The American Recovery and Reinvestment Act was passed in early 2009 and created the American Opportunity Credit. This educational tax credit – which expanded the existing Hope credit – helps parents and students pay for college and college-related expenses.
Here are the top nine things the Internal Revenue Service wants you to know about this valuable credit and how you can benefit from it when you file your 2009 taxes.
- The credit can be claimed for tuition and certain fees paid for higher education in 2009 and 2010.
- The American Opportunity Credit can be claimed for expenses paid for any of the first four years of post-secondary education.
- The credit is worth up to $2,500 and is based on a percentage of the cost of qualified tuition and related expenses paid during the taxable year for each eligible student. This is a $700 increase from the Hope Credit.
- The term “qualified tuition and related expenses” has been expanded to include expenditures for required course materials. For this purpose, the term “course materials” means books, supplies and equipment required for a course of study.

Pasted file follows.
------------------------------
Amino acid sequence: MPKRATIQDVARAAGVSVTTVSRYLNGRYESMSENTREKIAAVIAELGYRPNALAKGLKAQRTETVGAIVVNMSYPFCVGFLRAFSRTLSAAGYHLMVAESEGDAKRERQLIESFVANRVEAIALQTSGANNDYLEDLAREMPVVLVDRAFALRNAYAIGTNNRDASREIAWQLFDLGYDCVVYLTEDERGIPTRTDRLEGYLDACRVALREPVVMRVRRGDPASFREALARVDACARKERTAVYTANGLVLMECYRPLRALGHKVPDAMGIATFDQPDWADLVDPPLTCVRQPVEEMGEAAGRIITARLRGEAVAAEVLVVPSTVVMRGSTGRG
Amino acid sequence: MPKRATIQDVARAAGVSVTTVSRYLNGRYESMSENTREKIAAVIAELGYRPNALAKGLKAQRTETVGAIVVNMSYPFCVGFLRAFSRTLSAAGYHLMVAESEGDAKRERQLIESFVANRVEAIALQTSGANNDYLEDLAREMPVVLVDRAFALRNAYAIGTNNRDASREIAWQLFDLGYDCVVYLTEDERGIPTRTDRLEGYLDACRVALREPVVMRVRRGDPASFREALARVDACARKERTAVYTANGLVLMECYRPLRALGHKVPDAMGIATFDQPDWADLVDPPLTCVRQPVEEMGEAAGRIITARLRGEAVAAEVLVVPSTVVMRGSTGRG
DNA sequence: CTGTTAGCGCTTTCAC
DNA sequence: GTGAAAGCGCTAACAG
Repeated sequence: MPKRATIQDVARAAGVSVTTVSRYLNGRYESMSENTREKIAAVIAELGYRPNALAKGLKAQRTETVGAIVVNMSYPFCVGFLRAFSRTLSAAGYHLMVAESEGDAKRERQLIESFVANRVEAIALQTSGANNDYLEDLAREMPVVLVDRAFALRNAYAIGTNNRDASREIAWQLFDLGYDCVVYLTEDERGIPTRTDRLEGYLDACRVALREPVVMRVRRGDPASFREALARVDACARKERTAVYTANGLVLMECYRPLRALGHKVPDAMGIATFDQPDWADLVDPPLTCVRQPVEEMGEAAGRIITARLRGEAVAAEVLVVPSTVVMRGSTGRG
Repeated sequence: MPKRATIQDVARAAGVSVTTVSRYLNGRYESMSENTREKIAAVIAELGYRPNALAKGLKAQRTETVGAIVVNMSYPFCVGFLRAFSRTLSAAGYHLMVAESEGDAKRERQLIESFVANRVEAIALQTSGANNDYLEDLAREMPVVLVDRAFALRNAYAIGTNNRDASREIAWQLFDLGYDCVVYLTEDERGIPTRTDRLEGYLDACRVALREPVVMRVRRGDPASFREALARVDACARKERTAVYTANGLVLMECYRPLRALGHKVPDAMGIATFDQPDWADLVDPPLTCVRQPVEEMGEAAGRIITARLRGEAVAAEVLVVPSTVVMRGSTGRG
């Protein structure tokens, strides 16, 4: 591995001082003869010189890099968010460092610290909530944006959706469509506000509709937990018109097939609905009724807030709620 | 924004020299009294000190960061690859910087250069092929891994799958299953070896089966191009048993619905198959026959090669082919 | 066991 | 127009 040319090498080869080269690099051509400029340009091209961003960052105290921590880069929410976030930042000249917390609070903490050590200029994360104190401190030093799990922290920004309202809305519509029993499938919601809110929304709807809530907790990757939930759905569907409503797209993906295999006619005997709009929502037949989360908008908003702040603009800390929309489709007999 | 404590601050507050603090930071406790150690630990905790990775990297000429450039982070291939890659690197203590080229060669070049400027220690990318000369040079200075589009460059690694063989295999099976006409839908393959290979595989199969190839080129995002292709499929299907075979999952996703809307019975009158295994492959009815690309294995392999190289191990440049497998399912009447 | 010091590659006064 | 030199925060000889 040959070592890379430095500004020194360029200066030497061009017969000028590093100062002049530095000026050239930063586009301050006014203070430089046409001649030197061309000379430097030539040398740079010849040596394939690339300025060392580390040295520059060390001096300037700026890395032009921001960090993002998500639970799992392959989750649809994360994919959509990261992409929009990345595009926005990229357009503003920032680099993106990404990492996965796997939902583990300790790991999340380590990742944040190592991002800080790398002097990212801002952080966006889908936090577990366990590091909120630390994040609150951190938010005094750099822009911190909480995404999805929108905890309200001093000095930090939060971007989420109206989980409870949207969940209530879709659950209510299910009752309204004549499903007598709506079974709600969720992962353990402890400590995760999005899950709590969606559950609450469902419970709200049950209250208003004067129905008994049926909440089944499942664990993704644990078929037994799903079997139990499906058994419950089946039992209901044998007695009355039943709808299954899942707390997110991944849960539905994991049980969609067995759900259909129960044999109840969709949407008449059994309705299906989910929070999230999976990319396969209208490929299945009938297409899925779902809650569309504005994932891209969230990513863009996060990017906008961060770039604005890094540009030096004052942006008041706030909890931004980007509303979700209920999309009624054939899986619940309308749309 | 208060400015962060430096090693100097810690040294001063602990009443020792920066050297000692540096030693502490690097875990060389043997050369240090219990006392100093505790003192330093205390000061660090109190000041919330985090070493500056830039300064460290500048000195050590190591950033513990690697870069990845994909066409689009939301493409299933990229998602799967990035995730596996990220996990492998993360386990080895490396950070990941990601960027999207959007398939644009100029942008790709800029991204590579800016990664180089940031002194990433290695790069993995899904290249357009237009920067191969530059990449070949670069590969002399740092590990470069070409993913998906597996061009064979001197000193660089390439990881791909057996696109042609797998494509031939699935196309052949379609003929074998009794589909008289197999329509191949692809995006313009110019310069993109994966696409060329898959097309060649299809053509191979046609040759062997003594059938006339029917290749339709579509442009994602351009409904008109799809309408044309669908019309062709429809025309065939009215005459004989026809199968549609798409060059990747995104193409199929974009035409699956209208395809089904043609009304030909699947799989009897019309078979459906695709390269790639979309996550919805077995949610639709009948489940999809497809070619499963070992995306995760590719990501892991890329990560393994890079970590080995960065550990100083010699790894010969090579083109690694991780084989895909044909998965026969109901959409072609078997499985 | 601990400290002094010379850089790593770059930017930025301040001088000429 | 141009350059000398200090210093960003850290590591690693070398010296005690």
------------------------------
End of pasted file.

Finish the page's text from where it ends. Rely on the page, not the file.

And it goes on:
- Taxpayers will receive a tax credit based on 100 percent of the first $2,000 of tuition, fees and course materials paid during the taxable year, plus 25 percent of the next $2,000 of tuition, fees and course materials paid during the taxable year.
- Forty percent of the credit is refundable, so even those who owe no tax can get up to $1,000 of the credit for each eligible student as cash back.
- To be eligible for the full credit, your modified adjusted gross income must be $80,000 or less — $160,000 or less for joint filers.
- The credit begins to decrease for individuals with incomes above $80,000 or $160,000 for joint filers and is not available for individuals who make more than $90,000 or $180,000 for joint filers.
- The credit is claimed using Form 8863, Education Credits, (American Opportunity, Hope, and Lifetime Learning Credits), and is attached to Form 1040 or 1040A.